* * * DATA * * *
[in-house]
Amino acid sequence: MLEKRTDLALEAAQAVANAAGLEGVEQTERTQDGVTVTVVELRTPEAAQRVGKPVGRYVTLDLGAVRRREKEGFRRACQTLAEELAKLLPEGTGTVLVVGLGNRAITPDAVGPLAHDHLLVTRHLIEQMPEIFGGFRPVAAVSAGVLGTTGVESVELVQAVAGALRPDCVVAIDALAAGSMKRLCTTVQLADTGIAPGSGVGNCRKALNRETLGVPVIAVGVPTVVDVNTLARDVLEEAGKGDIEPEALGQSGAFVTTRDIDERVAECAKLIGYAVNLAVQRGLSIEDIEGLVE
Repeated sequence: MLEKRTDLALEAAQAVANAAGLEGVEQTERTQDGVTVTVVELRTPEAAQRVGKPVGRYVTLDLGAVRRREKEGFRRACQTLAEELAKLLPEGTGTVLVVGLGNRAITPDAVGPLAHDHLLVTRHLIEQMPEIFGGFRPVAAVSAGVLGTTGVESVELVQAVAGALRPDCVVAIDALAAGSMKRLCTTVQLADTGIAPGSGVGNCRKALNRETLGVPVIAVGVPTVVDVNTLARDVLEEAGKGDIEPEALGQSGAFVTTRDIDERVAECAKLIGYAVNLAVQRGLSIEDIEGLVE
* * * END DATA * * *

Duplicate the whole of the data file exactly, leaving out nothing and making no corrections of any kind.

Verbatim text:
[in-house]
Amino acid sequence: MLEKRTDLALEAAQAVANAAGLEGVEQTERTQDGVTVTVVELRTPEAAQRVGKPVGRYVTLDLGAVRRREKEGFRRACQTLAEELAKLLPEGTGTVLVVGLGNRAITPDAVGPLAHDHLLVTRHLIEQMPEIFGGFRPVAAVSAGVLGTTGVESVELVQAVAGALRPDCVVAIDALAAGSMKRLCTTVQLADTGIAPGSGVGNCRKALNRETLGVPVIAVGVPTVVDVNTLARDVLEEAGKGDIEPEALGQSGAFVTTRDIDERVAECAKLIGYAVNLAVQRGLSIEDIEGLVE
Repeated sequence: MLEKRTDLALEAAQAVANAAGLEGVEQTERTQDGVTVTVVELRTPEAAQRVGKPVGRYVTLDLGAVRRREKEGFRRACQTLAEELAKLLPEGTGTVLVVGLGNRAITPDAVGPLAHDHLLVTRHLIEQMPEIFGGFRPVAAVSAGVLGTTGVESVELVQAVAGALRPDCVVAIDALAAGSMKRLCTTVQLADTGIAPGSGVGNCRKALNRETLGVPVIAVGVPTVVDVNTLARDVLEEAGKGDIEPEALGQSGAFVTTRDIDERVAECAKLIGYAVNLAVQRGLSIEDIEGLVE